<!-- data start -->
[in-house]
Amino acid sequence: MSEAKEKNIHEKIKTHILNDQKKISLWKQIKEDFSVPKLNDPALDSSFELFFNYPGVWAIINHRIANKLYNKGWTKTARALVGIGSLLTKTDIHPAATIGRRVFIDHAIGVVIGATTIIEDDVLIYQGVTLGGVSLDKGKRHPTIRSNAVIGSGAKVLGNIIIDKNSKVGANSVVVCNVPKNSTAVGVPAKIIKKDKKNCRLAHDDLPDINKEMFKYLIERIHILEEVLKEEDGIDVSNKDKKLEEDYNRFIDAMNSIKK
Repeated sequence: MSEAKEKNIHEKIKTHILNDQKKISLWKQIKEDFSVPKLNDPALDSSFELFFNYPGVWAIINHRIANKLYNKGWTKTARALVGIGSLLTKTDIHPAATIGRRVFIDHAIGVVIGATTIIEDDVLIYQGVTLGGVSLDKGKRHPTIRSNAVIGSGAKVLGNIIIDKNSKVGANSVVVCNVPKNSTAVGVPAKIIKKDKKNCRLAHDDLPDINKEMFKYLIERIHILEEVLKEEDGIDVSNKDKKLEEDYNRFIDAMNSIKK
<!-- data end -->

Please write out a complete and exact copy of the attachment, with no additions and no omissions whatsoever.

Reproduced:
[in-house]
Amino acid sequence: MSEAKEKNIHEKIKTHILNDQKKISLWKQIKEDFSVPKLNDPALDSSFELFFNYPGVWAIINHRIANKLYNKGWTKTARALVGIGSLLTKTDIHPAATIGRRVFIDHAIGVVIGATTIIEDDVLIYQGVTLGGVSLDKGKRHPTIRSNAVIGSGAKVLGNIIIDKNSKVGANSVVVCNVPKNSTAVGVPAKIIKKDKKNCRLAHDDLPDINKEMFKYLIERIHILEEVLKEEDGIDVSNKDKKLEEDYNRFIDAMNSIKK
Repeated sequence: MSEAKEKNIHEKIKTHILNDQKKISLWKQIKEDFSVPKLNDPALDSSFELFFNYPGVWAIINHRIANKLYNKGWTKTARALVGIGSLLTKTDIHPAATIGRRVFIDHAIGVVIGATTIIEDDVLIYQGVTLGGVSLDKGKRHPTIRSNAVIGSGAKVLGNIIIDKNSKVGANSVVVCNVPKNSTAVGVPAKIIKKDKKNCRLAHDDLPDINKEMFKYLIERIHILEEVLKEEDGIDVSNKDKKLEEDYNRFIDAMNSIKK